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Best of the New

16 new ways to have fun in Boston

From browsing the Boston Public Market to chugging around a Thomas the Tank Engine theme park, we’ve got your weekends covered.

Boston Public Market Keith Bedford/Globe Staff/File


100 Hanover Street, Boston,

At long last, Boston finally got its first year-round indoor market dedicated to products from around the region. Pick up fresh greens from a Vermont farm, just-caught seafood from the Cape, and Massachusetts-made beer or wine for dinner. Just be careful not to take too many samples as you shop. If cooking’s not your thing, plenty of ready-made dishes are also on offer. It’s ideally located in the city’s historic marketplace district near Faneuil Hall.


John Tlumacki/Globe Staff/File

5 Pine Street, Carver, 508-866-8190,

In August, playgrounds all over New England were abuzz with the news: Thomas Land had opened at Edaville USA. Devoted to all things Thomas the Tank Engine, this toot-toot cute $25 million attraction is the first theme park of its kind in North America. Families can ride a life-sized Thomas through Edaville’s pretty countryside and imagine they’re on the Island of Sodor; 11 other attractions feature beloved characters like Bertie the Bus and Cranky the Crane. (In a nod to the locale, there’s also a Cranberry Carousel.)



411 Unquity Road, Milton, 617-615-0004

Camp Sayre, formerly just a giant private playground/learning center/campground for the Boy Scouts of America, decided to let the general public in on some of the fun. Now named the New England Base Camp, the 108-acre facility, located adjacent to the Blue Hills Reservation, is open on Saturdays with a variety of programs, including outdoor cooking, archery, a ropes courses, and more, depending on the season. Visitors can even help with a project to build a traditional wigwam.


156 Highland Avenue, Somerville, 617-285-0167

In a year when the live-music landscape around Boston lost some of its institutions — farewell, T.T. the Bear’s and the Beachcomber, soon to be followed by Johnny D’s — chef JJ Gonson gave the city a reason to rock. Housed in a former function hall, her Cuisine en Locale meal-delivery and catering company in Somerville gave birth to a pair of kooky clubs. ONCE Lounge and Ballroom hosts everything from experimental rock to brass bands in two rooms that twinkle with time-warped elegance, replete with old mirrored balls.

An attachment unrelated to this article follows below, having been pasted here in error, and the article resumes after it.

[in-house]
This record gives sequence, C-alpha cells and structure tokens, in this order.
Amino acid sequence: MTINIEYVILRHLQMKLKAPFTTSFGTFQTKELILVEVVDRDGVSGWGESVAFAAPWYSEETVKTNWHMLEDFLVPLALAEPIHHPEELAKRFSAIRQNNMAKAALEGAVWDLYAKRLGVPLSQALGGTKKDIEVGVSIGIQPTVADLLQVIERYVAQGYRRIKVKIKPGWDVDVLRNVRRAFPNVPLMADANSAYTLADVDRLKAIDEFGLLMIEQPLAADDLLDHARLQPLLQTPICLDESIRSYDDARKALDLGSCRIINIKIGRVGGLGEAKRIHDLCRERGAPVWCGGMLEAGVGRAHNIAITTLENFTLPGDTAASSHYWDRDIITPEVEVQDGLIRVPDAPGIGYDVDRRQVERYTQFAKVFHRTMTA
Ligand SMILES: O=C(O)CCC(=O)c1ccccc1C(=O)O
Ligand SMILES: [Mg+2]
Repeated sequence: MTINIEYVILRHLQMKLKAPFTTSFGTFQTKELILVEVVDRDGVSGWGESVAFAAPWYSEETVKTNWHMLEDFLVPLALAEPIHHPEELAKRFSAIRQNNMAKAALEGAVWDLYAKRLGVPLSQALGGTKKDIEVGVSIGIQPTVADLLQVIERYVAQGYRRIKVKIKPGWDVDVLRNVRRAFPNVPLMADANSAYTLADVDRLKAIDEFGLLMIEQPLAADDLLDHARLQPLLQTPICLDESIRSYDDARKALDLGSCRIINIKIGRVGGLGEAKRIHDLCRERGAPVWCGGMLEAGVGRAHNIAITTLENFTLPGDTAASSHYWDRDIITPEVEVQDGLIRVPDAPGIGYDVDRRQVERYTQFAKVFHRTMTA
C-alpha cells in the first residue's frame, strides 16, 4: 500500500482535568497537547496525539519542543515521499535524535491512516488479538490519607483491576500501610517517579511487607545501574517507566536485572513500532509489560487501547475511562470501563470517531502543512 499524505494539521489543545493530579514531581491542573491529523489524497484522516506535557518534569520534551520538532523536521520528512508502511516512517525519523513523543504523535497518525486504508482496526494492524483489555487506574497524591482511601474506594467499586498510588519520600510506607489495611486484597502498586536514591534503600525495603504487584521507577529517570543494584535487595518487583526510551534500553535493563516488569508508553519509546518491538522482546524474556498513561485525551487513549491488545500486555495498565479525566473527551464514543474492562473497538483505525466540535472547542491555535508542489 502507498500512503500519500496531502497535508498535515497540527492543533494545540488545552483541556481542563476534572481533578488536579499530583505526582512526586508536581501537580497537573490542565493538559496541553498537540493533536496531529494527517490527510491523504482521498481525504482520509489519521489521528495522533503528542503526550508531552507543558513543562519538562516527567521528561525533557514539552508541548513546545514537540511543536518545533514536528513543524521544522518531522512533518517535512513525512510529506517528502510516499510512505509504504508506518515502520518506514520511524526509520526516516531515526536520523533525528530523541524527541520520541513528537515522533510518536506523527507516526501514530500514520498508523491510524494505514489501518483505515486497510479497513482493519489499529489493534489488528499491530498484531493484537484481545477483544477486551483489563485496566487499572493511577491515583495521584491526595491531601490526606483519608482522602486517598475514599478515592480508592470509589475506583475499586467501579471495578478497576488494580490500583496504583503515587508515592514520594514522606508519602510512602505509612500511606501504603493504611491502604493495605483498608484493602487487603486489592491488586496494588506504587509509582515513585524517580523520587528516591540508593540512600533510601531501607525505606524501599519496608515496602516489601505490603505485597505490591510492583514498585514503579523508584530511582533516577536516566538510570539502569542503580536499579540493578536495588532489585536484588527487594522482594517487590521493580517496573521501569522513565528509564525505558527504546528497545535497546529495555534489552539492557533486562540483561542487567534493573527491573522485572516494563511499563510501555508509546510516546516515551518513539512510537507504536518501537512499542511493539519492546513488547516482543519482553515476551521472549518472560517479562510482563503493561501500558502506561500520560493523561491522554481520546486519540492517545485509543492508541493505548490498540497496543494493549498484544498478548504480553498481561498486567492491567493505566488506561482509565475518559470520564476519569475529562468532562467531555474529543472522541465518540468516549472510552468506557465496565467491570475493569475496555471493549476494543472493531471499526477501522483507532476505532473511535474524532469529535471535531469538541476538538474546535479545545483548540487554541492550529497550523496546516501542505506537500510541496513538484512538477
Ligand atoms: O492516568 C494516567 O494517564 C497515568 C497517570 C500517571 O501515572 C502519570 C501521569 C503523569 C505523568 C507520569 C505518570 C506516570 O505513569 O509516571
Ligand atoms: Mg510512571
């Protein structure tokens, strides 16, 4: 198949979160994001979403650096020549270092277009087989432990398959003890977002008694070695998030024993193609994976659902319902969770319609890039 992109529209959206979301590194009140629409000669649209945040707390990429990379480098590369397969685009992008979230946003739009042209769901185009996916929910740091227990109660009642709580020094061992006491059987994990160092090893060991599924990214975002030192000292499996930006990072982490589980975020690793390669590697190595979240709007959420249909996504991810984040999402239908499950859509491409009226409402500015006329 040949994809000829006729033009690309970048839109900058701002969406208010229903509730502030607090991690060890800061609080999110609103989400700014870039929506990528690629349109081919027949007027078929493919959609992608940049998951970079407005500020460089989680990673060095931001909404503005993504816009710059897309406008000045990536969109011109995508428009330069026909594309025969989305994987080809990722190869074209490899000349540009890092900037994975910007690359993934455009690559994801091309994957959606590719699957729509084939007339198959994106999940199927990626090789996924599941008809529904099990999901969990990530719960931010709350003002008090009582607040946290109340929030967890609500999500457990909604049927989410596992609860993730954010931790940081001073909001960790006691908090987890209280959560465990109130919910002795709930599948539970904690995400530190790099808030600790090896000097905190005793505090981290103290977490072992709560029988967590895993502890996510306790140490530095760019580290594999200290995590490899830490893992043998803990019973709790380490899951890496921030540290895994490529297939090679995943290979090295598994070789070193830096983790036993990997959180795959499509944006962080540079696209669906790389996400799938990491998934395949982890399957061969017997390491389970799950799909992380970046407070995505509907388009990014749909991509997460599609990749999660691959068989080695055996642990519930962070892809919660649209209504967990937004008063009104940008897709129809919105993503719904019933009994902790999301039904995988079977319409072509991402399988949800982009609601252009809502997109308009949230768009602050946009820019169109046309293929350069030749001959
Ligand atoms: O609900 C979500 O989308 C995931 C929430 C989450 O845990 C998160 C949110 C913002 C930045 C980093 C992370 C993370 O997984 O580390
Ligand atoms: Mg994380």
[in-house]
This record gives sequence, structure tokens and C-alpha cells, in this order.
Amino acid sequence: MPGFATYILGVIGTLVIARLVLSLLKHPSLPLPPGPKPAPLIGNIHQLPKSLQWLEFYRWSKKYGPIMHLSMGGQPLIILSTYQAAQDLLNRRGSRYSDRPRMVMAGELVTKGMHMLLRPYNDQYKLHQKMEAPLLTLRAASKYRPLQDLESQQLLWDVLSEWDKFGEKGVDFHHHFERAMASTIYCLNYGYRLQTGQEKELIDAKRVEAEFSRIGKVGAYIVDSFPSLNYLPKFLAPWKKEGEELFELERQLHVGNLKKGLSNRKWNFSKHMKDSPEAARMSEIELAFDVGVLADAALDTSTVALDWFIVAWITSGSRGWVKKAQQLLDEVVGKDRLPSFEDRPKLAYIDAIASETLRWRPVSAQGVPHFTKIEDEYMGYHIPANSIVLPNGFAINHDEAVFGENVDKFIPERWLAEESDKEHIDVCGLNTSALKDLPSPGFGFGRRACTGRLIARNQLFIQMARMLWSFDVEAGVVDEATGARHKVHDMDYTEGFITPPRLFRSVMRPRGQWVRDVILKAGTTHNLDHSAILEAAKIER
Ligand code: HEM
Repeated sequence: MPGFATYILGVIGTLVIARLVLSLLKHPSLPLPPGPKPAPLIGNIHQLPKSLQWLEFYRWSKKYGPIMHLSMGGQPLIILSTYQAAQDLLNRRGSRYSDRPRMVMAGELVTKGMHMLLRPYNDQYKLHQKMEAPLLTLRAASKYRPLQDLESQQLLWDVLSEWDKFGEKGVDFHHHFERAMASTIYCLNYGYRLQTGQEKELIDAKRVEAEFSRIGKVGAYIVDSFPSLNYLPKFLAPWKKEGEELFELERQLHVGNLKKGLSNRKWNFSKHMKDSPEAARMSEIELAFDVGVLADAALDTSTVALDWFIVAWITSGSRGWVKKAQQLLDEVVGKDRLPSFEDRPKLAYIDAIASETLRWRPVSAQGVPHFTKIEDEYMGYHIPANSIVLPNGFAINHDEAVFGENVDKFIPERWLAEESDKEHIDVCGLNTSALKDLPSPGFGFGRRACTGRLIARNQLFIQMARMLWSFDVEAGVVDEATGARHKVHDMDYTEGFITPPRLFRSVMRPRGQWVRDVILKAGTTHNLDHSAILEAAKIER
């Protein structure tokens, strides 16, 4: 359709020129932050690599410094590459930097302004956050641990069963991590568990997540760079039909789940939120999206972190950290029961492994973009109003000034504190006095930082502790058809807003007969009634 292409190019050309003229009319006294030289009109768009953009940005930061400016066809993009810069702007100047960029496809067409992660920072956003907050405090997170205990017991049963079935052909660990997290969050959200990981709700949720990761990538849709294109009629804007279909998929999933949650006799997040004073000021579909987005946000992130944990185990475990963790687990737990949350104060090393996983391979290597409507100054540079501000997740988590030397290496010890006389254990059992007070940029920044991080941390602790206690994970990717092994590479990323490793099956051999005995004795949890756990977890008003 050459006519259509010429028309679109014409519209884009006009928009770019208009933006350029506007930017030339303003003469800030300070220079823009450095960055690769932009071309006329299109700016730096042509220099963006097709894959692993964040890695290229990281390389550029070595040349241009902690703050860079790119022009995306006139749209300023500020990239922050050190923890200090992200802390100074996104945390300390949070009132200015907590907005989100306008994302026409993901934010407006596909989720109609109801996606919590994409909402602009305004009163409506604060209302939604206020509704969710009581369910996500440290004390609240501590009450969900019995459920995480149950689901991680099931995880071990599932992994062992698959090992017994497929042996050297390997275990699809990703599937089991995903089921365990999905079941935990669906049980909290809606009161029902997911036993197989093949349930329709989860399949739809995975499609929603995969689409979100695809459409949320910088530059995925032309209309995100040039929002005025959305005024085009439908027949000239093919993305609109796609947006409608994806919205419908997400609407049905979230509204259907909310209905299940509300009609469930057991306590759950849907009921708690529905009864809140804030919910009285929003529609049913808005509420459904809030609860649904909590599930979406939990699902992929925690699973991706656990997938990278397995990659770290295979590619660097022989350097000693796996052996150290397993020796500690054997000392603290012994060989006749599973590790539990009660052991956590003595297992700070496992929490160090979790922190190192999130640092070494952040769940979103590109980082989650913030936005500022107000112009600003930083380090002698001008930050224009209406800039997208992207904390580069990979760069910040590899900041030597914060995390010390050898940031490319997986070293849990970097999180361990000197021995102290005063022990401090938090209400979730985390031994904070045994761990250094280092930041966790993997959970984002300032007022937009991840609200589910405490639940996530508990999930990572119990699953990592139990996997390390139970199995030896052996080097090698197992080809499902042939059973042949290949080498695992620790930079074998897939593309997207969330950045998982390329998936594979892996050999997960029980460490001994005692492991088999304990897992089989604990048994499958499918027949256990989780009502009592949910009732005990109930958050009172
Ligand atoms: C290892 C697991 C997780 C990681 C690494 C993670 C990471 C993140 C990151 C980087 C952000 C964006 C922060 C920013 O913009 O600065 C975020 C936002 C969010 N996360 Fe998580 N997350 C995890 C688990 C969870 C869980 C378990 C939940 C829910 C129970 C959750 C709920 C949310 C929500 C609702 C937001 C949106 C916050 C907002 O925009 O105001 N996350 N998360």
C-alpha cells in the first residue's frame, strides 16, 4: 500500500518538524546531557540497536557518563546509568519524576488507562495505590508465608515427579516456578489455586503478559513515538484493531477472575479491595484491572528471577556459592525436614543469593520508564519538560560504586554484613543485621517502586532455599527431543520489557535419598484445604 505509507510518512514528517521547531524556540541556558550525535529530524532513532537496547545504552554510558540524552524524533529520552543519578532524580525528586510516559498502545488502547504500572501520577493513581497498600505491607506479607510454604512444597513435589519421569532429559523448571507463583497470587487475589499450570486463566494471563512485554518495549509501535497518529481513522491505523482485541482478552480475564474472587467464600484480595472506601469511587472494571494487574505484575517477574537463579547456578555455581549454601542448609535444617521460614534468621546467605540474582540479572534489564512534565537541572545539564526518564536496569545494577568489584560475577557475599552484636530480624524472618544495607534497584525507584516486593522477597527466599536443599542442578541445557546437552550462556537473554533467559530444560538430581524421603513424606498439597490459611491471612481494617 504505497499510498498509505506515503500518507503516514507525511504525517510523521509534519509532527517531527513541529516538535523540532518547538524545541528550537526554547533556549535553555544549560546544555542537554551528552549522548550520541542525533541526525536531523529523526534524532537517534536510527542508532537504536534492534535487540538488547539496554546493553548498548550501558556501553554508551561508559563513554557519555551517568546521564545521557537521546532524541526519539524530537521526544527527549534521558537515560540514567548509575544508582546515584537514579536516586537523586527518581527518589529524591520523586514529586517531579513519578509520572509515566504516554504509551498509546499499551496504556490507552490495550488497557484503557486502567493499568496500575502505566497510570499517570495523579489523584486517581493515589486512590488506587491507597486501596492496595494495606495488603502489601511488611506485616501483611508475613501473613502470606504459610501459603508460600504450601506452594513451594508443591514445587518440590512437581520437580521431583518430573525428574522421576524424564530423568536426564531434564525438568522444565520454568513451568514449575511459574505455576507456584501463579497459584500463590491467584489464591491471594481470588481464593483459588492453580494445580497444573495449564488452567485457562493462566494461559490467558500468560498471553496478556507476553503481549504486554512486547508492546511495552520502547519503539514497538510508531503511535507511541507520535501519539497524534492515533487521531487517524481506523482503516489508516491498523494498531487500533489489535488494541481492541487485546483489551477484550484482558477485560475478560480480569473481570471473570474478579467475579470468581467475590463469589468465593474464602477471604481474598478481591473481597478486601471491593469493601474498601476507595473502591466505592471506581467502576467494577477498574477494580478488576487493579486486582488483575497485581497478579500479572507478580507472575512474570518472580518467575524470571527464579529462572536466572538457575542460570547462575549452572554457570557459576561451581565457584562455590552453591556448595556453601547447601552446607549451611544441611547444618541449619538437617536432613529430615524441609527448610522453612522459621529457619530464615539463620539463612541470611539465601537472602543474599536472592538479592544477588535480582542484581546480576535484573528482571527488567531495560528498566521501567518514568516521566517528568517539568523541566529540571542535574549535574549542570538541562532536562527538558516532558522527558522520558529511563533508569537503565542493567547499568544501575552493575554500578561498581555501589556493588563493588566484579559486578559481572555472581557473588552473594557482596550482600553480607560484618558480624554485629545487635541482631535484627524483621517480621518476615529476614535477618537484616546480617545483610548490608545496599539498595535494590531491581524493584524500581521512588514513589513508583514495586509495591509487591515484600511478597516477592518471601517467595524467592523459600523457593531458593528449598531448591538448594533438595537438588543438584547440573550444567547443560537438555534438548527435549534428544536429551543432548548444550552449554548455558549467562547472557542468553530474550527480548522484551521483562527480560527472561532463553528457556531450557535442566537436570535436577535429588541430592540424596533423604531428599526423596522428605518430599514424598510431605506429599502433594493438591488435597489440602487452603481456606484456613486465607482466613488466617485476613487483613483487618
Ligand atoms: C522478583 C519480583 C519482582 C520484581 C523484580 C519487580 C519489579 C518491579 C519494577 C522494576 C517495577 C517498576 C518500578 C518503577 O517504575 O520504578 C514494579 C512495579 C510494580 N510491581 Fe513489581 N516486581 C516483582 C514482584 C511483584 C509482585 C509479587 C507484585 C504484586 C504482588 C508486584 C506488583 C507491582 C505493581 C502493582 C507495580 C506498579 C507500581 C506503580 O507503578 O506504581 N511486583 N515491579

David L. Ryan/Globe Staff/File

North Point Park, Cambridge, 617-608-1410,

The idea for a dedicated local skatepark first occurred to Nancy Schon when she found that kids were getting in trouble for skateboarding around her Copley Square sculpture Tortoise and Hare. That was more than a decade ago. In November, her partners (including the Charles River Conservancy, the Lynch Foundation, and the shoe company Vans) finally completed their slow-but-steady race to build the Lynch Family Skatepark in East Cambridge. Tucked beneath highway ramps off the Zakim Bridge, the sprawling facility has been crowded with skaters of all skill levels since it opened. Mostly, though: “Duuude!”



800 Boylston Street, Boston, 617-859-0648,

With the national debate on immigration raging, the totally revamped “Skywalk Dreams of Freedom: Boston’s Immigrant Experience” couldn’t be timelier. The sky-high exhibit, located on the 50th floor of the Prudential Tower, features new interactive displays highlighting Boston’s history of immigration and diversity. Play the “Do You Want To Be an American?” game show, learn about the plight of the world’s refugees, and listen to the stories of prominent immigrants, including Pedro Martinez and Yo-Yo Ma, who found a home here.



90 Pleasant Street, Malden, 781-321-1081

It’s Raiders of the Lost Ark come to life at this Swedish reality gaming company’s first North American outpost, where teams of three to five people (ages 7 and up) participate in themed quests in a 30,000-square-foot facility. From pirate ship to prison outbreak, farm to jungle, haunted house to television game show, there are 16 different quests from which to choose, varying in intensity both physically and mentally. After crawling, climbing, and scheming to the finish, 10 bucks buys you a plate from the all-you-can-eat taco bar.


Lovejoy Wharf, Boston

If there were a uniform for indie musicians, every aspiring drummer or guitarist would be issued a pair of rubber-toed sneakers. When Converse world headquarters moved to Boston’s once-derelict Lovejoy Wharf, it celebrated by opening a new recording studio. Joining existing Rubber Tracks in Brooklyn and Sao Paulo, the state-of-the-art facility offers free recording sessions to unsigned bands. Bands that use the space might be inspired to put the Zakim Bridge on their album covers: you get breathtaking views of it from the studio.